We have come some ways since Masters and Johnson, and there are now numerous models of sexual response, including models that now take into account neurobiology and social context.

However, the physiology-focused approach to sexual dysfunction still guides much of the medical and psychological definitions of sexual dysfunction and treatment (just look in the DSM, the diagnostic manual for mental health issues, for an example).

More importantly, this physiology-based model still influences mainstream discussions about women’s desire, leaving many women feeling like there’s something wrong with them for not spontaneously feeling desire like all the movies and magazines seem to suggest they should.  Just look up articles or books about menopause and sexuality.  Talk about the medical model gone haywire! But I’ll come back to menopause and desire next month.

So what’s a woman to do?

First of all, adopt a woman-centered view of sexuality.  What does that mean?  Well… first understand that fluctuations in desire are normal for women, and they happen for all kinds of good reasons.  I know… it’s a radical notion… for a woman to assume that there is nothing wrong with her body or her feelings!  What!?!

Second, if you don’t experience spontaneous bursts of libidinal upheaval (except maybe when you’re with a new lover), don’t sweat it.  This is actually fairly common for women (and some men too), and there are some really good ways to work with your specific needs around accessing desire, once you get curious about what actually works for you.

Third, learn to cultivate the energy of sexual desire for you, based on your needs and rhythms. There are time honored somatic practices and spiritual and psychological tools available to support you.

If you’re interested in learning more, join me at Igniting Desire: The Art of Sexual Awakening for Visionary Women on February 25th!  It’s a great Valentine’s Day present for you (whether you’re single or partnered) or someone you care about!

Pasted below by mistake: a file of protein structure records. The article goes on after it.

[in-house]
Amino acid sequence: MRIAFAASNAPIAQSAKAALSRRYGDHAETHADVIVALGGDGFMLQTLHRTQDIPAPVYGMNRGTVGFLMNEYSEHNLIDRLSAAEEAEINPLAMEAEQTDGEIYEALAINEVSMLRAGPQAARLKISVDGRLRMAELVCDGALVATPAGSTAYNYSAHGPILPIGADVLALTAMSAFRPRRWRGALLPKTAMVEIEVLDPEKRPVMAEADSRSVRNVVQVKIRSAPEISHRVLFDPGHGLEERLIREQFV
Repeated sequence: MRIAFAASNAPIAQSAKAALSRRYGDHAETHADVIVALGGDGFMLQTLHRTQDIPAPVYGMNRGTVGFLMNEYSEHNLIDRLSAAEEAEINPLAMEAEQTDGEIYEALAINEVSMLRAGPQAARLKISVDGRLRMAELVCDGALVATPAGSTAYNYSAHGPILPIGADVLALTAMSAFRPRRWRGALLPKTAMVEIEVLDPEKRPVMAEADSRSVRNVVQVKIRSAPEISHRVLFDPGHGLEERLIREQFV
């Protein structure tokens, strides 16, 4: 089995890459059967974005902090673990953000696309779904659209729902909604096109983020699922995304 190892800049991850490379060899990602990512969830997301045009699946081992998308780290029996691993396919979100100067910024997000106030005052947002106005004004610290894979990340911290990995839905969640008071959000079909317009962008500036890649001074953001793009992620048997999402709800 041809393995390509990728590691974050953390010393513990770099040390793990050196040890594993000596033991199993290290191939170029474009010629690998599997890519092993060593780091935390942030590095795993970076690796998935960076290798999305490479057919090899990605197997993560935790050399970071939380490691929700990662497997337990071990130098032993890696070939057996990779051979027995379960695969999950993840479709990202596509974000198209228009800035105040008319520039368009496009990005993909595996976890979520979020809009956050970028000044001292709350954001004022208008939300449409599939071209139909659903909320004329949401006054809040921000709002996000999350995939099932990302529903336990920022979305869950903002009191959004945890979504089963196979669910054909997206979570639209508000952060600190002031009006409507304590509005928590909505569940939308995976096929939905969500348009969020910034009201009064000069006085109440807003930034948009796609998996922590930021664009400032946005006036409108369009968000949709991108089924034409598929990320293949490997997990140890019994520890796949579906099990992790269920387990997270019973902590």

Meanwhile, I’d love to hear from you!  What are ways that you feel this medical model of sexual functioning has impacted your understanding of sexuality and desire?  What could be possible for you if you started with the assumption that there’s nothing wrong with you, when it comes to sexual desire?  What are your favorite practices for stoking desire?

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About the Author

About the Author: Sonya Brewer, MA, is a body-centered psychotherapist in Albany, CA, where she specializes in creative life and relationship design for “out the box” thinkers (and “feelers”). She loves helping quirky people find their creative voice and express their unique ways of being so that they can feel more alive, connected and authentic in their lives and relationships, while also bringing their gifts to the world. Sonya brings a wide breadth of experience including in-depth training in somatic psychology at the California Institute for Integral Studies, training in relational psychotherapy at the Women's Therapy Center, and extensive training in trauma recovery through Generative Somatics and Somatic Experiencing. Sonya's work is also deeply influenced by training and experience in bodywork, dance, and mindfulness meditation. To learn more, visit www.sonyabrewer.com. Registered Marriage & Family Therapist Intern # 61996. Supervised by Margie Cohen, LCSW LIC # LCS11263 .